Potato Rosemary Bread

Ingredients

For the biga:
2 1/2 cups unbleached bread flour (11.25 ounces)
1/2 teaspoon instant yeast (.055 ounces)
3/4 cup plus 2 tablespoons to 1 cup water, at room temperature (7-8 ounces)
For the dough:
1 1/4 cups biga (7 oz.)
3 cups + 2 tablespoons bread flour (14 oz.)
1 1/2 teaspoons salt (.38 oz.)
1/4 teaspoon coarsely ground black pepper (.03) optional
1 1/4 teaspoons instant yeast (.14 oz.)
1 cup mashed potatoes (6 oz.)
1 tablespoon olive oil (.5 oz.)
2 tablespoons coarsely chopped fresh rosemary (.25 oz.)
3/4 cup to 1 cup water (7-8 oz.)
4 tablespoons coarsely chopped roasted garlic (1 oz.)  (optional)
Semolina or cornmeal for dusting
Olive oil for brushing on top

Instructions

    To make the biga:
  1. Stir together the flour and yeast in a 4-quart bowl (or in the bowl of an electric mixer). Add 3/4 cup plus 2 tablespoons of the water, stirring until everything comes together and makes a coarse ball (or mix on low speed for 1 minute with the paddle attachment). Adjust the flour or water, according to need, so that the dough is neither too sticky nor too stiff. (It is better to err on the sticky side, as you can adjust easier during kneading. It is harder to add water once the dough firms up.)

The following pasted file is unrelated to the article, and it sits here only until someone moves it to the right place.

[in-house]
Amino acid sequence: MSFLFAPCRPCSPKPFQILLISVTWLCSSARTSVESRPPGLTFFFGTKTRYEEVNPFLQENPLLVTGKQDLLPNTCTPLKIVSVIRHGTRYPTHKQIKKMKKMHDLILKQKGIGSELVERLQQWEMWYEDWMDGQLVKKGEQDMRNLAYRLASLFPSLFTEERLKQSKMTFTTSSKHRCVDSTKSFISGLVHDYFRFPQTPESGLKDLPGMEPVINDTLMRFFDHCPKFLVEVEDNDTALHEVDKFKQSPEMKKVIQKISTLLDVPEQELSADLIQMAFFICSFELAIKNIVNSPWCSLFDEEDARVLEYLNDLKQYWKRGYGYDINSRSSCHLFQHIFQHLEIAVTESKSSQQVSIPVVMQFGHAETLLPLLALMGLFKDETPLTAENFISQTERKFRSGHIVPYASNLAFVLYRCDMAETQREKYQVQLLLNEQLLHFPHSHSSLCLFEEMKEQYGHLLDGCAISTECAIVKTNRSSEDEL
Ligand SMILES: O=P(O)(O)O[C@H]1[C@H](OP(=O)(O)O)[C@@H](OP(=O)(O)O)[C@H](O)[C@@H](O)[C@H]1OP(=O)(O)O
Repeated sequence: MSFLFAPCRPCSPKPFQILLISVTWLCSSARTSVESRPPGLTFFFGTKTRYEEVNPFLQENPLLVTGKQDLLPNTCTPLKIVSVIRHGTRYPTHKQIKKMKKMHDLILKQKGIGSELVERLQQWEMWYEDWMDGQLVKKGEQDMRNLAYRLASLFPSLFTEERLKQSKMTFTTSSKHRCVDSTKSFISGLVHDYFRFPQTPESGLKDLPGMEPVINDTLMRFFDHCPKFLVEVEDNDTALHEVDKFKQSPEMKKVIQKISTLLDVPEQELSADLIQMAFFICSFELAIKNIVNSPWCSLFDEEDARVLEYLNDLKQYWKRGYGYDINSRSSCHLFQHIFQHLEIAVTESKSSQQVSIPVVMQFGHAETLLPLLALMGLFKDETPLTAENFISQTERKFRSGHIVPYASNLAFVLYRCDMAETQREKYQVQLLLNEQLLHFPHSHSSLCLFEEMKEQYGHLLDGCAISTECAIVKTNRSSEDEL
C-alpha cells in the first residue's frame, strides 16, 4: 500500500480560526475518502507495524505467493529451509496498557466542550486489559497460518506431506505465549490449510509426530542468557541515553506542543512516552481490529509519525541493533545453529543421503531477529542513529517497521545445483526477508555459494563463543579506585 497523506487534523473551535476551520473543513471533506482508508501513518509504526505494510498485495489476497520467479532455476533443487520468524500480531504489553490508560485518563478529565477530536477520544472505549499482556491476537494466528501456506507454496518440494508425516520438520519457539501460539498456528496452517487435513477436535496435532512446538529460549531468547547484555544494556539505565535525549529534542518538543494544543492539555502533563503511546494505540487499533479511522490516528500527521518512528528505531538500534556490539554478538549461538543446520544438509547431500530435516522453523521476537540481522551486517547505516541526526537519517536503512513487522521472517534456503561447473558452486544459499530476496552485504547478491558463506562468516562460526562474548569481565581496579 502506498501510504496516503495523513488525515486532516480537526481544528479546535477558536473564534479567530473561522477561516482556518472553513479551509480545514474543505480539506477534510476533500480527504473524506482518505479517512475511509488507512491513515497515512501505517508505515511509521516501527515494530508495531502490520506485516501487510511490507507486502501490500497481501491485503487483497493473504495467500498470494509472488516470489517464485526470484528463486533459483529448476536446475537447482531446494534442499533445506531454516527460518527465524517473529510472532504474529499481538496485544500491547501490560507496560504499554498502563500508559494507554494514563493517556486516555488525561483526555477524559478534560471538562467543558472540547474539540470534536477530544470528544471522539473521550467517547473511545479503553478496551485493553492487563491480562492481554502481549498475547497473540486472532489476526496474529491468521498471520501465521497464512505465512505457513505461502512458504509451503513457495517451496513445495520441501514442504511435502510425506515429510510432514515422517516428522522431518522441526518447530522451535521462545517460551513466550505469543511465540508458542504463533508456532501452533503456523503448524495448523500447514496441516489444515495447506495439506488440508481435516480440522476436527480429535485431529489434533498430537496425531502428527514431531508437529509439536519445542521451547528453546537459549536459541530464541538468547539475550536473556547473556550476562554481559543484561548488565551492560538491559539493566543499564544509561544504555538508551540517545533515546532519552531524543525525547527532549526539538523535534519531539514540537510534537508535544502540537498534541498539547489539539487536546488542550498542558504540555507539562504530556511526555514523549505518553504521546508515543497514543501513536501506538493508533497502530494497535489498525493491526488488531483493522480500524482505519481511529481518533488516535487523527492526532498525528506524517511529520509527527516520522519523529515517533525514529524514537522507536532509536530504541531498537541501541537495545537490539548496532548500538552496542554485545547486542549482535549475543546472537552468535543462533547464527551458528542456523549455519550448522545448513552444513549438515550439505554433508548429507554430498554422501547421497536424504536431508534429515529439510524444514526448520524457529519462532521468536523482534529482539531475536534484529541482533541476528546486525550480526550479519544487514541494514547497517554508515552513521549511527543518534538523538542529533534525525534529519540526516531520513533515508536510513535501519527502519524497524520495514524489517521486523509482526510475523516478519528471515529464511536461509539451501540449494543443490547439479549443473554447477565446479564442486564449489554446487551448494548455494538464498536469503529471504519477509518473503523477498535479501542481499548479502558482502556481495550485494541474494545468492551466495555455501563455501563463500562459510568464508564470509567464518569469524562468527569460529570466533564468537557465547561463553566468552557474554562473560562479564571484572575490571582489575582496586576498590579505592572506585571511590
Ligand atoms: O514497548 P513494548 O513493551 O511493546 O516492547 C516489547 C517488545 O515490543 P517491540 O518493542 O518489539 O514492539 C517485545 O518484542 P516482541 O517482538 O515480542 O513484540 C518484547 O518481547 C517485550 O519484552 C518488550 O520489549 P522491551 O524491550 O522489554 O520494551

2. Sprinkle some flour on the counter and transfer the dough to the counter. Knead for 4 to 6 minutes (or mix on medium speed with the dough hook for 4 minutes), or until the dough is soft and pliable, tacky but not sticky. The internal temperature should be 77 to 80 degrees F.
  3. Lightly oil a bowl and transfer the dough to the bowl, rolling it around to coat it with oil. Cover the bowl with plastic wrap and ferment at room temperature for 2 to 4 hours, or until it nearly doubles in size.
  4. Remove the dough from the bowl, knead it lightly to degas, and return it to the bowl, covering the bowl with plastic wrap. Place the bowl in the refrigerator overnight. You can keep this in the refrigerator for up to 3 days, or freeze it in an airtight plastic bag for up to 3 months.
  5. To make the dough:
  6. Remove the biga from the fridge about 1 to 1-1/2 hours ahead of time to come to room temperature. Cut it into about 10 small pieces, cover and let sit for about 1 hour to take off the chill.